Grave robbing was to remain a major problem until 1832 when a new Anatomy Bill was introduced and passed.

Under the Act those intending to practise anatomy had to obtain a licence from the Home Secretary. Regulating these licensed teachers, and receiving constant reports from them, were four inspectors of anatomy, one each for England, Scotland, Ireland and London, who reported to the Home Secretary.

The principal provision of the act was Section 7 which stipulated that a person having lawful possession of a body may permit it to undergo anatomical examination provided no relative objected. In Section 16, however, the old act of Henry VIII was repealed and the bodies of murderers were no longer to be given up for dissection after execution.

The Act, provided for the needs of physicians, surgeons and students by giving them legal access to corpses that were unclaimed after death, in particular those who died in prison or the workhouse. Further, a person could donate their next of kin's corpse in exchange for burial at the expense of the donee.

The act was effective and largely ended the scourge of the Resurrection Men.

The Graverobber

Andrew Moir
Dr Andrew Moir
Aberdeen Anatomist

Anatomy in Turin 1839
From: Elementi di anatomia fisiologica
applicata alle belle arti figurative
Turin, 1837-39.

Populace versus bodysnatchers

This large scale desecration of graves led, as one can imagine, to a bitter battle of wits between on the one hand the outraged local populace endeavouring to protect the bodies of their loved ones and on the other the body-snatchers hell-bent on snatching them. The burial grounds of Scotland still bear stark witness to these ghoulish events of long ago. In many a kirkyard one can still see the physical evidence of the increasingly sophisticated methods that were employed to help protect the dead until they were too corrupt to be of interest to the anatomists.

An early and simple approach was to heavily compact the soil when filling in a grave and to put in several layers of branches to make digging more difficult. Sometimes prodigiously heavy slabs of stone known as mort-stones were placed on top of the grave to further deter the diggers. In 1816, Superintendent Gibb of the Aberdeen Harbour Works gifted such a mort-stone to St Fittick’s churchyard at Nigg. This stone seems to have disappeared but two other stones can still be seen lying in the cemetery at Inverurie. Mort-stones were not meant to be left in place permanently and once the body was putrefied the stone was removed until required for a new burial.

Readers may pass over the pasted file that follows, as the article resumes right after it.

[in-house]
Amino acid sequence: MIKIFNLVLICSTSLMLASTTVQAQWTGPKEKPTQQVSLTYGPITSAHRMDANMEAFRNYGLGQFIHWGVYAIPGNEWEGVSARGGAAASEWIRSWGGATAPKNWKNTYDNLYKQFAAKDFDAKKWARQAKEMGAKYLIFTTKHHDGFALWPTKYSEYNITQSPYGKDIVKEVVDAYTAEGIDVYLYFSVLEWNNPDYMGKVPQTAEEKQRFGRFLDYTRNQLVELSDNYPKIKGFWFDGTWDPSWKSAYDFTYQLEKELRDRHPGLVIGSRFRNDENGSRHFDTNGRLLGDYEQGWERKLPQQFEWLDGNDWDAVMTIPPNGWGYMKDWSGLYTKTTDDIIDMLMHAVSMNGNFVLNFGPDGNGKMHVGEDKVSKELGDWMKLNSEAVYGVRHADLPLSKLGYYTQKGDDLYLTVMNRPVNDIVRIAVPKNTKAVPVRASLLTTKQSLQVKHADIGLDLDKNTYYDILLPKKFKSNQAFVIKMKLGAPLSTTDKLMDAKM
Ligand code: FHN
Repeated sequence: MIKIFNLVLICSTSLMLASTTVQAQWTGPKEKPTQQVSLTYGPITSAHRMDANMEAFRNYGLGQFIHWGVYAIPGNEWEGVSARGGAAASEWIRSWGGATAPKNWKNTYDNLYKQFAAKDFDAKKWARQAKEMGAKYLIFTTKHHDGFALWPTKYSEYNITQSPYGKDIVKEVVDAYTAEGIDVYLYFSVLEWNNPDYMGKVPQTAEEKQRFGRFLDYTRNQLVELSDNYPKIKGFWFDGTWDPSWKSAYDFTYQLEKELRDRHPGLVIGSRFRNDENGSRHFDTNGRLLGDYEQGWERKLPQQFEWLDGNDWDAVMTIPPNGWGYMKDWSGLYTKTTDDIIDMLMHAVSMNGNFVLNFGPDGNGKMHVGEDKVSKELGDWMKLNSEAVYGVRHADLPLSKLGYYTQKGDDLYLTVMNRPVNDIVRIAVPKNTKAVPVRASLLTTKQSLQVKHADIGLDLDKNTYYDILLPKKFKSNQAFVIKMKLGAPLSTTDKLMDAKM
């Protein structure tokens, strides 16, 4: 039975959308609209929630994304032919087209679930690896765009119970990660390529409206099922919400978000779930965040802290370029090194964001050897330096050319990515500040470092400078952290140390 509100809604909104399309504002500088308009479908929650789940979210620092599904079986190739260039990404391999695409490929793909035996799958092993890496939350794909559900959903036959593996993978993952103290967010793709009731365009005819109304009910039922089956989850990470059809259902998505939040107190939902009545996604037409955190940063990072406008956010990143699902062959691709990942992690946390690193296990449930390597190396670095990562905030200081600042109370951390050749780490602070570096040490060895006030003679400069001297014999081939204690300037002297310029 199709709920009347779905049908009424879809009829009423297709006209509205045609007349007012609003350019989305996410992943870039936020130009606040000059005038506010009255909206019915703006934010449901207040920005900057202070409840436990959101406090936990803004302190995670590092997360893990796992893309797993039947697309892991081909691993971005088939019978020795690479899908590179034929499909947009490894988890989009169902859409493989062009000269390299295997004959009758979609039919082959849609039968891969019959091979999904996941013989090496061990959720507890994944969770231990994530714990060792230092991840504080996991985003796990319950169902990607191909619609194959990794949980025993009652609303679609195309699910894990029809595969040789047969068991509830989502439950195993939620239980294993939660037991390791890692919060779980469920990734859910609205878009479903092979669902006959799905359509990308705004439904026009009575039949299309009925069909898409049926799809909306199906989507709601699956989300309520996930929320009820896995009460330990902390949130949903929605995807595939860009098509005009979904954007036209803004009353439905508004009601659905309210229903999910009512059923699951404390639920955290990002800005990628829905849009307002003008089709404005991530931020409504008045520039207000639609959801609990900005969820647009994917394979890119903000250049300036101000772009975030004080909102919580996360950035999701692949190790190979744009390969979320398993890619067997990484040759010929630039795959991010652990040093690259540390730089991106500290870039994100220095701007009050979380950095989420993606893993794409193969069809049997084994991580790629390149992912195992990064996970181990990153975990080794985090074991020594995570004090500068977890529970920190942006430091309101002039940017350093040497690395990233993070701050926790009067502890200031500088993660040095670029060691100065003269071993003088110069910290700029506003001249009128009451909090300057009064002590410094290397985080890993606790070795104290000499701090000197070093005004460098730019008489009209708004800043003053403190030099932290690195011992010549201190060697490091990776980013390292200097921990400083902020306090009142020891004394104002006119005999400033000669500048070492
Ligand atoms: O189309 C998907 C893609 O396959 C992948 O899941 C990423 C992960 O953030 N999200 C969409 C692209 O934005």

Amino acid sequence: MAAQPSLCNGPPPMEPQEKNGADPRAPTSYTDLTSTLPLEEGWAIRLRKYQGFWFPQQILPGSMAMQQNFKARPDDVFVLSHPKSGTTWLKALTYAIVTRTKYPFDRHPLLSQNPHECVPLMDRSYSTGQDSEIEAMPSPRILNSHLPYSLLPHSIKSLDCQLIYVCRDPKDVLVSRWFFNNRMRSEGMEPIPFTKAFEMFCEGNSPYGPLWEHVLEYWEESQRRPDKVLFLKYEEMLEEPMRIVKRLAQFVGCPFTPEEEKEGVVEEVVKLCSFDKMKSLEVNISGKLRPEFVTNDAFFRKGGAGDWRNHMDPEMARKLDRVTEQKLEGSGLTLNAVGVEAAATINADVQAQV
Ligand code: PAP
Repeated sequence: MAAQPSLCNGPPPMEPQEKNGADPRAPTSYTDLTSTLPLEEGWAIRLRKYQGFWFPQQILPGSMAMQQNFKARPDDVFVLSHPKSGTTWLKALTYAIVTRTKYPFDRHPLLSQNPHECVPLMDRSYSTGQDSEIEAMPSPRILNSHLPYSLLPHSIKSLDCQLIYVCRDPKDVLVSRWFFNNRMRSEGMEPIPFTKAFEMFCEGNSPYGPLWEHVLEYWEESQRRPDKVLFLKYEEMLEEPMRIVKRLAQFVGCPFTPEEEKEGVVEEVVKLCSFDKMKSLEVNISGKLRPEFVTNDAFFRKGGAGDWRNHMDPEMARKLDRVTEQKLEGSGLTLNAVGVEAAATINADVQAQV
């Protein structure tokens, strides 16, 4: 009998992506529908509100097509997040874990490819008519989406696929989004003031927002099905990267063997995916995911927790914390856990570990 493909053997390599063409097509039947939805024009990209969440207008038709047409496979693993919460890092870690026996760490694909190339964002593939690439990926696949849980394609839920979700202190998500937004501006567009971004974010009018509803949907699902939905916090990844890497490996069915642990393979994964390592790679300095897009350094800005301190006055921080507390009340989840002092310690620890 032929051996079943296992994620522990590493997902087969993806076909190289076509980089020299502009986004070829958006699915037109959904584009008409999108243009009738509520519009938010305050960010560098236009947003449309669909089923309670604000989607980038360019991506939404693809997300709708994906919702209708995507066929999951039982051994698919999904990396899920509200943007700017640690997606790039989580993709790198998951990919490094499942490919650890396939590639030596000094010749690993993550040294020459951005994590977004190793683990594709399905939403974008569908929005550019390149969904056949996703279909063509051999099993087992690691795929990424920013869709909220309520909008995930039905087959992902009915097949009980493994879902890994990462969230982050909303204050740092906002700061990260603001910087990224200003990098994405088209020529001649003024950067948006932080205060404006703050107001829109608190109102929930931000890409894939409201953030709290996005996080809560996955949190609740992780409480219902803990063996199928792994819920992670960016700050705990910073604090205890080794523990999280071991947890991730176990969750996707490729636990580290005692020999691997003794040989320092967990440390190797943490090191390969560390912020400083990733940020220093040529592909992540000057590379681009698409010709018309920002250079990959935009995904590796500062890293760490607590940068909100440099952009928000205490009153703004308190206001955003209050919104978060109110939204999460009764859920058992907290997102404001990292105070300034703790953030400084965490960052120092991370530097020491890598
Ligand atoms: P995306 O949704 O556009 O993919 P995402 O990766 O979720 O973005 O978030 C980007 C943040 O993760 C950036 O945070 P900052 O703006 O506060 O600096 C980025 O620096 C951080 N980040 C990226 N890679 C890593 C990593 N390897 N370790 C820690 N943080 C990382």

Time was to show that mort-stones were not really the answer to the problem, and the body-snatchers soon learned to dig down at the head end of the grave, then to break off the end of the coffin and to drag the out the corpse by the head. Clearly, a more effective means of defence was required. One solution was the 'coffin collar' a stout iron necklace bolted to the floor of the coffin and designed to prevent the body from being dragged from the coffin. Examples have been found at St Andrew's Cathedral graveyard and at Kingskettle

The next step in this arms race between populace and body-snatchers was the invention of the mortsafe, an iron cage that enclosed the coffin. A common model in the North-East consisted of a huge coffin shaped stone sitting on top of a stout skirt of riveted iron straps to prevent access from all sides. This device was placed over the coffin in the grave and then buried, but dug up again, after a suitable passage of time had elapsed, to be re-used over and over again. There is an excellent example of this kind of mortsafe lying upside down in the old Kirk yard at Towie.

An alternative design took the form of a heavy coffin-shaped box of cast-iron which was placed over the coffin in the grave and buried. Again, these iron coffin covers were eventually disinterred for re-use. One still lies against the in the kirkyard wall at Banchory-Devenick on the South Deeside road just a short distance from the 19th century Aberdeen anatomy schools.

The more wealthy members of society could make their lairs permanently impregnable by protecting them with stone walls and iron cages. Such devices are most commonly seen in the graveyards of the large University towns, for example in Edinburgh's New and Old Calton cemeteries.

Given their great weight and strength, mortsafes were probably highly effective in protecting graves. The downside was that their massive structure also meant that they were difficult to manoeuvre into and out of the grave and removing them, when the time came, could not have been a pleasant prospect. Thus it was that people began to adopt a quite different tactic, that of organising groups of men, often armed with muskets or blunderbusses, to stand guard in the graveyard during the hours of darkness. In order to make their task more tolerable, particularly during the long cold nights of winter, watch houses of various designs began to be erected in graveyards across Scotland.